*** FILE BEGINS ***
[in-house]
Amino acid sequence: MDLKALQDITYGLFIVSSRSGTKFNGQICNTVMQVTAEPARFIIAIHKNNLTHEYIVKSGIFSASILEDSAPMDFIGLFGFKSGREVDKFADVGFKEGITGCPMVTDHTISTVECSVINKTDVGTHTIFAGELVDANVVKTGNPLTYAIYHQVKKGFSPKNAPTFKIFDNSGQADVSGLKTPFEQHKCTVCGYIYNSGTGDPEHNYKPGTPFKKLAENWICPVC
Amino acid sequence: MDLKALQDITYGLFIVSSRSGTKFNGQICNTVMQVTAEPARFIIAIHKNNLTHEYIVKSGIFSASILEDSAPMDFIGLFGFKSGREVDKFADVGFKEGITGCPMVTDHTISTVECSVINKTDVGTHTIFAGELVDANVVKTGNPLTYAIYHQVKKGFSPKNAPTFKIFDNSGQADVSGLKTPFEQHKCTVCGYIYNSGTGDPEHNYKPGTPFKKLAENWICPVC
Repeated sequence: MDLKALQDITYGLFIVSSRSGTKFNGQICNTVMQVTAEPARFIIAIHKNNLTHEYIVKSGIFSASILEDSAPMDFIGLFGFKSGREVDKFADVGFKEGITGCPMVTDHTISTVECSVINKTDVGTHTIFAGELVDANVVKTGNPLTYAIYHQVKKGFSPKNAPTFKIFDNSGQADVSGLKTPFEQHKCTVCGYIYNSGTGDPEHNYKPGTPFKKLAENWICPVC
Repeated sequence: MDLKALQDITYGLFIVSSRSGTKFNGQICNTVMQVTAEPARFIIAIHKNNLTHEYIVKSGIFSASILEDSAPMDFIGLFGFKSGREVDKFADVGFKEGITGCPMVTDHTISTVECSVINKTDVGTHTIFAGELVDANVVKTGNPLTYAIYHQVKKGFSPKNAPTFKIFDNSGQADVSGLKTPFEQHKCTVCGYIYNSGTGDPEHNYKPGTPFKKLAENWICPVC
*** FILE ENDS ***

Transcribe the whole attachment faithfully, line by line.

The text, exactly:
[in-house]
Amino acid sequence: MDLKALQDITYGLFIVSSRSGTKFNGQICNTVMQVTAEPARFIIAIHKNNLTHEYIVKSGIFSASILEDSAPMDFIGLFGFKSGREVDKFADVGFKEGITGCPMVTDHTISTVECSVINKTDVGTHTIFAGELVDANVVKTGNPLTYAIYHQVKKGFSPKNAPTFKIFDNSGQADVSGLKTPFEQHKCTVCGYIYNSGTGDPEHNYKPGTPFKKLAENWICPVC
Amino acid sequence: MDLKALQDITYGLFIVSSRSGTKFNGQICNTVMQVTAEPARFIIAIHKNNLTHEYIVKSGIFSASILEDSAPMDFIGLFGFKSGREVDKFADVGFKEGITGCPMVTDHTISTVECSVINKTDVGTHTIFAGELVDANVVKTGNPLTYAIYHQVKKGFSPKNAPTFKIFDNSGQADVSGLKTPFEQHKCTVCGYIYNSGTGDPEHNYKPGTPFKKLAENWICPVC
Repeated sequence: MDLKALQDITYGLFIVSSRSGTKFNGQICNTVMQVTAEPARFIIAIHKNNLTHEYIVKSGIFSASILEDSAPMDFIGLFGFKSGREVDKFADVGFKEGITGCPMVTDHTISTVECSVINKTDVGTHTIFAGELVDANVVKTGNPLTYAIYHQVKKGFSPKNAPTFKIFDNSGQADVSGLKTPFEQHKCTVCGYIYNSGTGDPEHNYKPGTPFKKLAENWICPVC
Repeated sequence: MDLKALQDITYGLFIVSSRSGTKFNGQICNTVMQVTAEPARFIIAIHKNNLTHEYIVKSGIFSASILEDSAPMDFIGLFGFKSGREVDKFADVGFKEGITGCPMVTDHTISTVECSVINKTDVGTHTIFAGELVDANVVKTGNPLTYAIYHQVKKGFSPKNAPTFKIFDNSGQADVSGLKTPFEQHKCTVCGYIYNSGTGDPEHNYKPGTPFKKLAENWICPVC